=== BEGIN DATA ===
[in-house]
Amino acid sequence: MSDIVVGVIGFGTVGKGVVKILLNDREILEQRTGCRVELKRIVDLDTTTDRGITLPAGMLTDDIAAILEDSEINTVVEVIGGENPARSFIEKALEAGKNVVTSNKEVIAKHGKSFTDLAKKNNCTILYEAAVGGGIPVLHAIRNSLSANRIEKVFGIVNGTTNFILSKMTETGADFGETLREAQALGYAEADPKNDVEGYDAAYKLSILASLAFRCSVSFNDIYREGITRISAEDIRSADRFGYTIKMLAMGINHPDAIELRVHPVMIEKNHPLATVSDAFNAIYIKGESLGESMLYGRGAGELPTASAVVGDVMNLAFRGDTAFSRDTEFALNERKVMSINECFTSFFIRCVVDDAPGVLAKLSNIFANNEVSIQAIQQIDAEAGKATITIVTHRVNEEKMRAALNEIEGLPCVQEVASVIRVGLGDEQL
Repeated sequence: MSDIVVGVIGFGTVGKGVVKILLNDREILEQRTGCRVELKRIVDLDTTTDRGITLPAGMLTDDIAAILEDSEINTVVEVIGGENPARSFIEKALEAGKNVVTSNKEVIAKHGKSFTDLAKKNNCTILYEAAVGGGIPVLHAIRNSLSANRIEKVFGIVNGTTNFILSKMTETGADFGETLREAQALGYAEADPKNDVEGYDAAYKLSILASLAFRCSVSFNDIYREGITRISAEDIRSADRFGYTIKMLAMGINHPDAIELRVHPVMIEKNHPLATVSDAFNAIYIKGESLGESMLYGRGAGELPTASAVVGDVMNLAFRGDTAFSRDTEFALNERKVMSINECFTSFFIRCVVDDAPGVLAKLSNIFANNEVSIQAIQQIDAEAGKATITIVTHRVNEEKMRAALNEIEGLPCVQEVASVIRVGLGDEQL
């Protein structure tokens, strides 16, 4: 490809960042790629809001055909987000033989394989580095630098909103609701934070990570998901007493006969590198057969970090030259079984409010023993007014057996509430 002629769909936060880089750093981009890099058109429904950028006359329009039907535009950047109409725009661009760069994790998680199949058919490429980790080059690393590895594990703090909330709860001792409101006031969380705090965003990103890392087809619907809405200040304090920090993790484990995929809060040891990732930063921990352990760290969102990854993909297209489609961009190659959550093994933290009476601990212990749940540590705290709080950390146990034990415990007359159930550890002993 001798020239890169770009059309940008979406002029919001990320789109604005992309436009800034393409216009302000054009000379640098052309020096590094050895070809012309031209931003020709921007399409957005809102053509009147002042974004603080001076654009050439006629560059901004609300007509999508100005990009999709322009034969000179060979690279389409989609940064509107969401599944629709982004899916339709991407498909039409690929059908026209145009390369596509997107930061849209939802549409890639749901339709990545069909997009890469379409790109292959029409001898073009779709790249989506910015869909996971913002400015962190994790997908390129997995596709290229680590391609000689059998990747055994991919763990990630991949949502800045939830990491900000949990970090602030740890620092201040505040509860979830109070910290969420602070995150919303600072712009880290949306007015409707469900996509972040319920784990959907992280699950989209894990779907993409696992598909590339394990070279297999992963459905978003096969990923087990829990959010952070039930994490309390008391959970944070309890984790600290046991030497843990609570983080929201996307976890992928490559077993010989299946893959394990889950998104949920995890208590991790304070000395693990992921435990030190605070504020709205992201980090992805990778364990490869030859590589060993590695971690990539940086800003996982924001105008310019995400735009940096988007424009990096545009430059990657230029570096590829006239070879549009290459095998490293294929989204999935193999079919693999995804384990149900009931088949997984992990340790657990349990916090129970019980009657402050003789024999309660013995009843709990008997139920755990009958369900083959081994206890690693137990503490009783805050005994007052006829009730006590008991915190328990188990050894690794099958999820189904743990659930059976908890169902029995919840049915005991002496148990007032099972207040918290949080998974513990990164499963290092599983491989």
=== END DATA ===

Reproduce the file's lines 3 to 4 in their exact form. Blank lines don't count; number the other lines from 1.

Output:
Repeated sequence: MSDIVVGVIGFGTVGKGVVKILLNDREILEQRTGCRVELKRIVDLDTTTDRGITLPAGMLTDDIAAILEDSEINTVVEVIGGENPARSFIEKALEAGKNVVTSNKEVIAKHGKSFTDLAKKNNCTILYEAAVGGGIPVLHAIRNSLSANRIEKVFGIVNGTTNFILSKMTETGADFGETLREAQALGYAEADPKNDVEGYDAAYKLSILASLAFRCSVSFNDIYREGITRISAEDIRSADRFGYTIKMLAMGINHPDAIELRVHPVMIEKNHPLATVSDAFNAIYIKGESLGESMLYGRGAGELPTASAVVGDVMNLAFRGDTAFSRDTEFALNERKVMSINECFTSFFIRCVVDDAPGVLAKLSNIFANNEVSIQAIQQIDAEAGKATITIVTHRVNEEKMRAALNEIEGLPCVQEVASVIRVGLGDEQL
């Protein structure tokens, strides 16, 4: 490809960042790629809001055909987000033989394989580095630098909103609701934070990570998901007493006969590198057969970090030259079984409010023993007014057996509430 002629769909936060880089750093981009890099058109429904950028006359329009039907535009950047109409725009661009760069994790998680199949058919490429980790080059690393590895594990703090909330709860001792409101006031969380705090965003990103890392087809619907809405200040304090920090993790484990995929809060040891990732930063921990352990760290969102990854993909297209489609961009190659959550093994933290009476601990212990749940540590705290709080950390146990034990415990007359159930550890002993 001798020239890169770009059309940008979406002029919001990320789109604005992309436009800034393409216009302000054009000379640098052309020096590094050895070809012309031209931003020709921007399409957005809102053509009147002042974004603080001076654009050439006629560059901004609300007509999508100005990009999709322009034969000179060979690279389409989609940064509107969401599944629709982004899916339709991407498909039409690929059908026209145009390369596509997107930061849209939802549409890639749901339709990545069909997009890469379409790109292959029409001898073009779709790249989506910015869909996971913002400015962190994790997908390129997995596709290229680590391609000689059998990747055994991919763990990630991949949502800045939830990491900000949990970090602030740890620092201040505040509860979830109070910290969420602070995150919303600072712009880290949306007015409707469900996509972040319920784990959907992280699950989209894990779907993409696992598909590339394990070279297999992963459905978003096969990923087990829990959010952070039930994490309390008391959970944070309890984790600290046991030497843990609570983080929201996307976890992928490559077993010989299946893959394990889950998104949920995890208590991790304070000395693990992921435990030190605070504020709205992201980090992805990778364990490869030859590589060993590695971690990539940086800003996982924001105008310019995400735009940096988007424009990096545009430059990657230029570096590829006239070879549009290459095998490293294929989204999935193999079919693999995804384990149900009931088949997984992990340790657990349990916090129970019980009657402050003789024999309660013995009843709990008997139920755990009958369900083959081994206890690693137990503490009783805050005994007052006829009730006590008991915190328990188990050894690794099958999820189904743990659930059976908890169902029995919840049915005991002496148990007032099972207040918290949080998974513990990164499963290092599983491989």